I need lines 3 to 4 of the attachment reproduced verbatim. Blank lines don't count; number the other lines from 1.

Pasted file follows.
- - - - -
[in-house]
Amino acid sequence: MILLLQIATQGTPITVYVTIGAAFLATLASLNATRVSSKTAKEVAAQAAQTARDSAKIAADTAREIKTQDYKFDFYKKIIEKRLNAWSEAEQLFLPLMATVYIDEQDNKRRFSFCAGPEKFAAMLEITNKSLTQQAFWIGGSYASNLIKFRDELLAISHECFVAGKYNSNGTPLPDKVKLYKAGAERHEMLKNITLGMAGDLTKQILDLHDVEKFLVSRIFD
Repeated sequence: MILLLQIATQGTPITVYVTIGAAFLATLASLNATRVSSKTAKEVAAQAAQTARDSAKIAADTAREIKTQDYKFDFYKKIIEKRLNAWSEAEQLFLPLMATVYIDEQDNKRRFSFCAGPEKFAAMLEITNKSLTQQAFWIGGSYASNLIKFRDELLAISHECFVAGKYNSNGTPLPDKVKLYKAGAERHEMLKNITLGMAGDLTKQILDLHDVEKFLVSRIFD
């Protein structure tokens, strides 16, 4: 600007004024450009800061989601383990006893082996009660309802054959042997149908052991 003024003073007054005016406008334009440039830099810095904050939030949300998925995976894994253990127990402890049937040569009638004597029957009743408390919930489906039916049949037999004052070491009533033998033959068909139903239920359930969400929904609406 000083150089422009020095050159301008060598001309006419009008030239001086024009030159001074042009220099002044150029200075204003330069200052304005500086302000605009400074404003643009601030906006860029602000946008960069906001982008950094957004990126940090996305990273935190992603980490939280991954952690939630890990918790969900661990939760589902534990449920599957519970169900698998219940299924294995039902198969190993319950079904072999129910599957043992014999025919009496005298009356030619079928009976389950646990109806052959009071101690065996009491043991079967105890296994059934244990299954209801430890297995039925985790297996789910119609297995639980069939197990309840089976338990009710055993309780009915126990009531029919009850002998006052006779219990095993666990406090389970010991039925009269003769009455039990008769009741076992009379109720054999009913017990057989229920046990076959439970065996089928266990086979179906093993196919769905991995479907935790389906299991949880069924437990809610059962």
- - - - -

Repeated sequence: MILLLQIATQGTPITVYVTIGAAFLATLASLNATRVSSKTAKEVAAQAAQTARDSAKIAADTAREIKTQDYKFDFYKKIIEKRLNAWSEAEQLFLPLMATVYIDEQDNKRRFSFCAGPEKFAAMLEITNKSLTQQAFWIGGSYASNLIKFRDELLAISHECFVAGKYNSNGTPLPDKVKLYKAGAERHEMLKNITLGMAGDLTKQILDLHDVEKFLVSRIFD
């Protein structure tokens, strides 16, 4: 600007004024450009800061989601383990006893082996009660309802054959042997149908052991 003024003073007054005016406008334009440039830099810095904050939030949300998925995976894994253990127990402890049937040569009638004597029957009743408390919930489906039916049949037999004052070491009533033998033959068909139903239920359930969400929904609406 000083150089422009020095050159301008060598001309006419009008030239001086024009030159001074042009220099002044150029200075204003330069200052304005500086302000605009400074404003643009601030906006860029602000946008960069906001982008950094957004990126940090996305990273935190992603980490939280991954952690939630890990918790969900661990939760589902534990449920599957519970169900698998219940299924294995039902198969190993319950079904072999129910599957043992014999025919009496005298009356030619079928009976389950646990109806052959009071101690065996009491043991079967105890296994059934244990299954209801430890297995039925985790297996789910119609297995639980069939197990309840089976338990009710055993309780009915126990009531029919009850002998006052006779219990095993666990406090389970010991039925009269003769009455039990008769009741076992009379109720054999009913017990057989229920046990076959439970065996089928266990086979179906093993196919769905991995479907935790389906299991949880069924437990809610059962």